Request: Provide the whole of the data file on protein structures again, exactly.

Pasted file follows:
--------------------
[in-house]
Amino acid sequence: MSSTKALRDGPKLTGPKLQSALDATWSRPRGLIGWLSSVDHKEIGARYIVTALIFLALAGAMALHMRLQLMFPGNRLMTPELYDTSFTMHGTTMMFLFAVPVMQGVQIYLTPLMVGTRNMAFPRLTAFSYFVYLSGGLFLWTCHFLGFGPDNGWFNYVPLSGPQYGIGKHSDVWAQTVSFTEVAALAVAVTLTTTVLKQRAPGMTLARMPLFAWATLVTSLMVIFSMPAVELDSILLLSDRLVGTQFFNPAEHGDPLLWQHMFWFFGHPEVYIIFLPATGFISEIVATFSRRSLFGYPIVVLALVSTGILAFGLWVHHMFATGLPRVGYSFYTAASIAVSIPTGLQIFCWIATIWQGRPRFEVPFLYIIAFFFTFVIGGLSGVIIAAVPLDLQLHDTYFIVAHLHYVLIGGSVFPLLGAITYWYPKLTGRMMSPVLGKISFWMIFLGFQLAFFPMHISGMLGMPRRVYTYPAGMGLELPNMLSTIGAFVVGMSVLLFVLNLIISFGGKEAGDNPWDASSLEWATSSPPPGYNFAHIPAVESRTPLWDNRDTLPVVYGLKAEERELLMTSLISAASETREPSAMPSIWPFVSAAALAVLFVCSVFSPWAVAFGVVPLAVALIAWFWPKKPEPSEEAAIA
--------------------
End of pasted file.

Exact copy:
[in-house]
Amino acid sequence: MSSTKALRDGPKLTGPKLQSALDATWSRPRGLIGWLSSVDHKEIGARYIVTALIFLALAGAMALHMRLQLMFPGNRLMTPELYDTSFTMHGTTMMFLFAVPVMQGVQIYLTPLMVGTRNMAFPRLTAFSYFVYLSGGLFLWTCHFLGFGPDNGWFNYVPLSGPQYGIGKHSDVWAQTVSFTEVAALAVAVTLTTTVLKQRAPGMTLARMPLFAWATLVTSLMVIFSMPAVELDSILLLSDRLVGTQFFNPAEHGDPLLWQHMFWFFGHPEVYIIFLPATGFISEIVATFSRRSLFGYPIVVLALVSTGILAFGLWVHHMFATGLPRVGYSFYTAASIAVSIPTGLQIFCWIATIWQGRPRFEVPFLYIIAFFFTFVIGGLSGVIIAAVPLDLQLHDTYFIVAHLHYVLIGGSVFPLLGAITYWYPKLTGRMMSPVLGKISFWMIFLGFQLAFFPMHISGMLGMPRRVYTYPAGMGLELPNMLSTIGAFVVGMSVLLFVLNLIISFGGKEAGDNPWDASSLEWATSSPPPGYNFAHIPAVESRTPLWDNRDTLPVVYGLKAEERELLMTSLISAASETREPSAMPSIWPFVSAAALAVLFVCSVFSPWAVAFGVVPLAVALIAWFWPKKPEPSEEAAIA